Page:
He said the company relies on science to ensure the safety and quality of its products and he rejects suggestions that the company is anti-biotechnology. It will continue to offer GM food products in addition to its non-GM lines.

The Dannon Pledge is designed to provide food products that are sustainable, natural and transparent, he said.

Neuwirth thinks farm groups misunderstood that the non-GM initiative falls under the natural plank of that pledge, not the sustainability component.

“We believe sustainable agriculture can be achieved with or without the use of GMOs,” he said.

Part of Dannon’s sustainability pledge is to provide a fixed margin of profit to its farmer partners who provide the company with its milk.

Krotz said farm groups don’t want to get in the way of farmers earning premiums, but they can’t abide when food companies portray GM crop production as un-sustainable or unnatural.

He hopes they are not put in the position where they have to publicly challenge another food company for its actions.

“We’d really rather not have to do this again but certainly we will,” said Krotz.

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  • richard

    Its marketing 101 suicide to declare that everyone but you is wrong.

  • James Rasmussen

    Interesting to see check-off dollars being used to fight producers the check-offs are supposed to support. I thought check-offs were a big umbrella focused on common goods. USFRA should keep their nose out of this.

    • richard

      Yeah, really good point…. talk about cutting off your nose to spite your face.

  • Glyphosate used on GM crops causes fatty liver.

    • Susan Clinton

      Good point! Glyphosate also interferes with the gut’s microbiome which is how it kills pests. No wonder most of the population have digestive issues.

  • Janet

    These farmers are only protecting their bottom line. They are wrong to want GM products in any food. The Farmers should be applauding Dannon and helping to make sure their own products are all non-GM.

  • Cowgirl7

    Consummer is King in our economic society. Farmers need to accept that like everyone else. Switching to non-GMO or organic farming practices will create short term pain, but long term gain!

    • richard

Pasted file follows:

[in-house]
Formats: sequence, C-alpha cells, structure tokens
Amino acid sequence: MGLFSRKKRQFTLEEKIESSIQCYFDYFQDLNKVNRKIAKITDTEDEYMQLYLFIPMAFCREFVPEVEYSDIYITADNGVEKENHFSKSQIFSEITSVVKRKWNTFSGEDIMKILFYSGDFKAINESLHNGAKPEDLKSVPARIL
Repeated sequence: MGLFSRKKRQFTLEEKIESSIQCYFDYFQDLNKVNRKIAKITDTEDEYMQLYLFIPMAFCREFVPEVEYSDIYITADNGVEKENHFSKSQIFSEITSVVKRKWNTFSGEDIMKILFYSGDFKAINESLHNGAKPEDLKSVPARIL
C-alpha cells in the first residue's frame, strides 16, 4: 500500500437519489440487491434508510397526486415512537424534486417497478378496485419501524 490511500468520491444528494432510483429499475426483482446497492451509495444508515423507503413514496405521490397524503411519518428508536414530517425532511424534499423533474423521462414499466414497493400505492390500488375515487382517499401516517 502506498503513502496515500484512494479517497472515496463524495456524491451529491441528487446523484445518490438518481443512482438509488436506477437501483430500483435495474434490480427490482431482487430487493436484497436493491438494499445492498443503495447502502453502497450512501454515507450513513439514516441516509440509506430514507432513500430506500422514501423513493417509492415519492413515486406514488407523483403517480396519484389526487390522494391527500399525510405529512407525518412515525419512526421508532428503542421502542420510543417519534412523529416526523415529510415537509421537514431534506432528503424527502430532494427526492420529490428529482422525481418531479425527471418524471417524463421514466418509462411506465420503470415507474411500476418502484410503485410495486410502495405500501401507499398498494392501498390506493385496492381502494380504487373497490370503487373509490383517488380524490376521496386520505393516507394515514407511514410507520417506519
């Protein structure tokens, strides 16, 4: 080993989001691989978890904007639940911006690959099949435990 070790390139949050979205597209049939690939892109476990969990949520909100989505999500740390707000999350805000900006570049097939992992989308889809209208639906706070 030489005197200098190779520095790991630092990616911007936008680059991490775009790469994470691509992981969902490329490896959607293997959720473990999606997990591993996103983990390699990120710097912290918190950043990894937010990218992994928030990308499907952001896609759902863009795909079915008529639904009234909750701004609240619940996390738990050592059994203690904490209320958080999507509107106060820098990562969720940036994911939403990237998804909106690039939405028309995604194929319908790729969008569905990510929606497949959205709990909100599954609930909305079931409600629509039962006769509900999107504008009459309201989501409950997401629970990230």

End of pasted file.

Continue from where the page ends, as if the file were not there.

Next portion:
you nailed it girlfriend!

      • Thanks for taking the time to share your thoughts here, Cowgirl!

        A thought occurred to me after I posted your comment, and that thought is: what about the thousands of knowledgeable consumers (farmers) who choose to purchase products created using GM technology for use in their farming operations?

        Are they not also a “king,” albeit in a slightly different part of the “food chain?”

        I’d be curious to hear your, Richard’s, or anyone’s, thoughts on this.

        Paul – WP web editor

        • richard

          Respectfully Paul…. you deserve a lot of credit for maintaining a certain level of decorum here….. which is sorely lacking on other agri-food threads…. No producer should be condemned for what they believe are best practices….. Neither should consumers be doubted when they speak resoundingly…..What is extremely clear is that the reach of GM world has far exceeded its grasp….. it is an immature marketing vision that never really accounted for the acumen of smart feeders…..those who have discovered the power of quality food and are able and willing to pay for it……Hippocrates said it all two thousand years ago….”let your food be your medicine and your medicine be your food”…. Never has this been more relevant than today….

        • Harold

          Cowgirl is incorrect to say that the consumer is king of our economic society. If the farmers collectively produce only for their own family, the consumer will die. Consumers and farmers collectively create the economic society, or consumers become farmer’s themselves. Farmers have created from out of their own individual energy’s every choice that a consumer
          can enjoy and it’s power. The consumers ability to choose is owing to the farmer who created it. Any interference in the consumer’s choice owing to any farmer, is an entity corrupt.
          The farmer is always the “king of his castle”. what then if no-one buys his product? He is still “king” though in lack of the consumer dollar, Like any business lacking public trust, they are headed to bankruptcy, yet they are still “king” of their own decisions.The government on the other hand, is a “king” unlike a farmer, and a consumer, as it’s decisions are binding upon all, and regardless of opposing thought. Government decisions are further backed by a punitive force, including fines, police. jail, and the military. This is why corporations routinely bypass the merit’s of gaining public trust through legitimate choice, and are quick to become buddies with government and their force, to guide the hand of the consumer, and the farmer, and therefore effectively eliminating their powers of choice. All in the protection of the corporate bottom line, the consumer and farmer are not buddy to government, when the corporate has taken the public’s rightful place.